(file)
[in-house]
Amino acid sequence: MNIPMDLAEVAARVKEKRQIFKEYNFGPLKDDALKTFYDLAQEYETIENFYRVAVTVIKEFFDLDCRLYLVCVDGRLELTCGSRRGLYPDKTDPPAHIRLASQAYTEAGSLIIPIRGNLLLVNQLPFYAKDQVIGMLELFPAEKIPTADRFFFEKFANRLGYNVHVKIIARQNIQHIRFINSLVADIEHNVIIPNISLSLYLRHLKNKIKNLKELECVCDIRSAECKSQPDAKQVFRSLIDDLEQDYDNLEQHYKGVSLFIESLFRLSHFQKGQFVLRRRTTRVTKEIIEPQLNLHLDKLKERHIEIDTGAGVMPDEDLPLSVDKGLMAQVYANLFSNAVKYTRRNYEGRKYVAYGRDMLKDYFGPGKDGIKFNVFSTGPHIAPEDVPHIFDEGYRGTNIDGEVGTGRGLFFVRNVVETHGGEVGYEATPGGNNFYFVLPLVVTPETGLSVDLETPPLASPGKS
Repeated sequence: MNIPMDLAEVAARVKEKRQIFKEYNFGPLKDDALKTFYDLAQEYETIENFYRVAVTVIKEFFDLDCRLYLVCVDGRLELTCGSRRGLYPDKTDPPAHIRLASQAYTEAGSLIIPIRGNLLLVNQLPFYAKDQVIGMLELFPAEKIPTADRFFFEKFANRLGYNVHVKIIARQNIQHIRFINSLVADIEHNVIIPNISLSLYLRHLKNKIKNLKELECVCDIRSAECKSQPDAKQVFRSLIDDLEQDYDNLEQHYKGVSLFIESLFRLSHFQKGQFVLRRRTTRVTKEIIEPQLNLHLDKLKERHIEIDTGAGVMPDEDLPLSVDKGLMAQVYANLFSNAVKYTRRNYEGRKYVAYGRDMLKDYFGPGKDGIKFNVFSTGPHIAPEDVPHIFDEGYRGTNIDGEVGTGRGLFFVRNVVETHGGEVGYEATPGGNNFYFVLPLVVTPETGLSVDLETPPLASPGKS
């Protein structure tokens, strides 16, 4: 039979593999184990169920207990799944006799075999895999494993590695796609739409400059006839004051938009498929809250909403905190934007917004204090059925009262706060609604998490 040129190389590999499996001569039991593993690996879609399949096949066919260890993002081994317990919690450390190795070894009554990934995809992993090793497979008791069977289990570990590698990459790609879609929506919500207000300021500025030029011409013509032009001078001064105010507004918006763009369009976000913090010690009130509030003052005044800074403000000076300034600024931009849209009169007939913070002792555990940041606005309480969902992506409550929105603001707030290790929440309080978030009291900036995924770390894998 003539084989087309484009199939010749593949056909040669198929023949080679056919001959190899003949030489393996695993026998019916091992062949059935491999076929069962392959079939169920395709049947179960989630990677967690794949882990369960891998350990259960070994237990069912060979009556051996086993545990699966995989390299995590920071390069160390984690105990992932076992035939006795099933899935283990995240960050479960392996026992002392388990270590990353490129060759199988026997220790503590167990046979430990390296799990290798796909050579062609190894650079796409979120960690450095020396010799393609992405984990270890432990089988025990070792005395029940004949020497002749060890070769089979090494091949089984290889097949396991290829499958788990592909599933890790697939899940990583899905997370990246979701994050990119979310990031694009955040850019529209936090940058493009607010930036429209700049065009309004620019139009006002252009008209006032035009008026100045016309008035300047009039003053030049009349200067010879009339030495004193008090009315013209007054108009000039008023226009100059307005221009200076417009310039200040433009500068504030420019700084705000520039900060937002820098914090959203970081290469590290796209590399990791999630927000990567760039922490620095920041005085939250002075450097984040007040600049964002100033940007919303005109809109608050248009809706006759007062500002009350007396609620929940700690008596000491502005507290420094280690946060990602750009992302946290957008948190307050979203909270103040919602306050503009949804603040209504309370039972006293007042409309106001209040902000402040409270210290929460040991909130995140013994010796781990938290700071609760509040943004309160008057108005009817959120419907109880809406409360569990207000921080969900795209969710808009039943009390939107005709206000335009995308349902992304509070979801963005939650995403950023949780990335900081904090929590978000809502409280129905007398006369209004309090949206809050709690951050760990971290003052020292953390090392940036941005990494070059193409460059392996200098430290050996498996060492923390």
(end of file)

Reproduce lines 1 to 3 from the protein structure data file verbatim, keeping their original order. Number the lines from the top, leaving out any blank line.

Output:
[in-house]
Amino acid sequence: MNIPMDLAEVAARVKEKRQIFKEYNFGPLKDDALKTFYDLAQEYETIENFYRVAVTVIKEFFDLDCRLYLVCVDGRLELTCGSRRGLYPDKTDPPAHIRLASQAYTEAGSLIIPIRGNLLLVNQLPFYAKDQVIGMLELFPAEKIPTADRFFFEKFANRLGYNVHVKIIARQNIQHIRFINSLVADIEHNVIIPNISLSLYLRHLKNKIKNLKELECVCDIRSAECKSQPDAKQVFRSLIDDLEQDYDNLEQHYKGVSLFIESLFRLSHFQKGQFVLRRRTTRVTKEIIEPQLNLHLDKLKERHIEIDTGAGVMPDEDLPLSVDKGLMAQVYANLFSNAVKYTRRNYEGRKYVAYGRDMLKDYFGPGKDGIKFNVFSTGPHIAPEDVPHIFDEGYRGTNIDGEVGTGRGLFFVRNVVETHGGEVGYEATPGGNNFYFVLPLVVTPETGLSVDLETPPLASPGKS
Repeated sequence: MNIPMDLAEVAARVKEKRQIFKEYNFGPLKDDALKTFYDLAQEYETIENFYRVAVTVIKEFFDLDCRLYLVCVDGRLELTCGSRRGLYPDKTDPPAHIRLASQAYTEAGSLIIPIRGNLLLVNQLPFYAKDQVIGMLELFPAEKIPTADRFFFEKFANRLGYNVHVKIIARQNIQHIRFINSLVADIEHNVIIPNISLSLYLRHLKNKIKNLKELECVCDIRSAECKSQPDAKQVFRSLIDDLEQDYDNLEQHYKGVSLFIESLFRLSHFQKGQFVLRRRTTRVTKEIIEPQLNLHLDKLKERHIEIDTGAGVMPDEDLPLSVDKGLMAQVYANLFSNAVKYTRRNYEGRKYVAYGRDMLKDYFGPGKDGIKFNVFSTGPHIAPEDVPHIFDEGYRGTNIDGEVGTGRGLFFVRNVVETHGGEVGYEATPGGNNFYFVLPLVVTPETGLSVDLETPPLASPGKS